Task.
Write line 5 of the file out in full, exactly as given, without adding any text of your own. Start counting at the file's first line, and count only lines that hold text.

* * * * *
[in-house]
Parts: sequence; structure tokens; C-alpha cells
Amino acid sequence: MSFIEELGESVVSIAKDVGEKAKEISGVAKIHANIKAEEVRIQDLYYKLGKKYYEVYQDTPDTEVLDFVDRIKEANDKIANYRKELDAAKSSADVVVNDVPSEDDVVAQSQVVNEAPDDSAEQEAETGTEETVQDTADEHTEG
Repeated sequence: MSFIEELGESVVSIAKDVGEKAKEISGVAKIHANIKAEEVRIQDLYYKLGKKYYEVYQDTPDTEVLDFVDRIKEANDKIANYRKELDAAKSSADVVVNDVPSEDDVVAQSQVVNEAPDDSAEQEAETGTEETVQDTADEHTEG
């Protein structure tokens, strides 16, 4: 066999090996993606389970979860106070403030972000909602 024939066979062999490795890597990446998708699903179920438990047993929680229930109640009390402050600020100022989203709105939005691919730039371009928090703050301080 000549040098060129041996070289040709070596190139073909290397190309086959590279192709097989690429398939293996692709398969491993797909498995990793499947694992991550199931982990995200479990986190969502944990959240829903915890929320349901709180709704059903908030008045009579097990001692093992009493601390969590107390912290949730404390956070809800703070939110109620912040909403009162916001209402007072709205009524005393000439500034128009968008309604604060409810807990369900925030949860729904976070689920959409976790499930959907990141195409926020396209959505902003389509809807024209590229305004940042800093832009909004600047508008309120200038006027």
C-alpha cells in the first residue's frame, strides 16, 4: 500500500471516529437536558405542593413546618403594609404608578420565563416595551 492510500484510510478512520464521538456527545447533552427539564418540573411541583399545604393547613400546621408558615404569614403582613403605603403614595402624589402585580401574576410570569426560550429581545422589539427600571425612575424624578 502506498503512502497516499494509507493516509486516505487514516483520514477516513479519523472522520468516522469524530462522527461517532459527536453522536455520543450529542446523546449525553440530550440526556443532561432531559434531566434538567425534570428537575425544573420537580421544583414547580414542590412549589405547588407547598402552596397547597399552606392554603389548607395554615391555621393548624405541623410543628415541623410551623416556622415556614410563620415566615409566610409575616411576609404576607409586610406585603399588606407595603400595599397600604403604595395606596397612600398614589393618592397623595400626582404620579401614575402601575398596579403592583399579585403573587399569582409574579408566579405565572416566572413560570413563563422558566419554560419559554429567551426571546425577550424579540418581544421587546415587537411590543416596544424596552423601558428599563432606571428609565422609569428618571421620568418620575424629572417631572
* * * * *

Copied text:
């Protein structure tokens, strides 16, 4: 066999090996993606389970979860106070403030972000909602 024939066979062999490795890597990446998708699903179920438990047993929680229930109640009390402050600020100022989203709105939005691919730039371009928090703050301080 000549040098060129041996070289040709070596190139073909290397190309086959590279192709097989690429398939293996692709398969491993797909498995990793499947694992991550199931982990995200479990986190969502944990959240829903915890929320349901709180709704059903908030008045009579097990001692093992009493601390969590107390912290949730404390956070809800703070939110109620912040909403009162916001209402007072709205009524005393000439500034128009968008309604604060409810807990369900925030949860729904976070689920959409976790499930959907990141195409926020396209959505902003389509809807024209590229305004940042800093832009909004600047508008309120200038006027």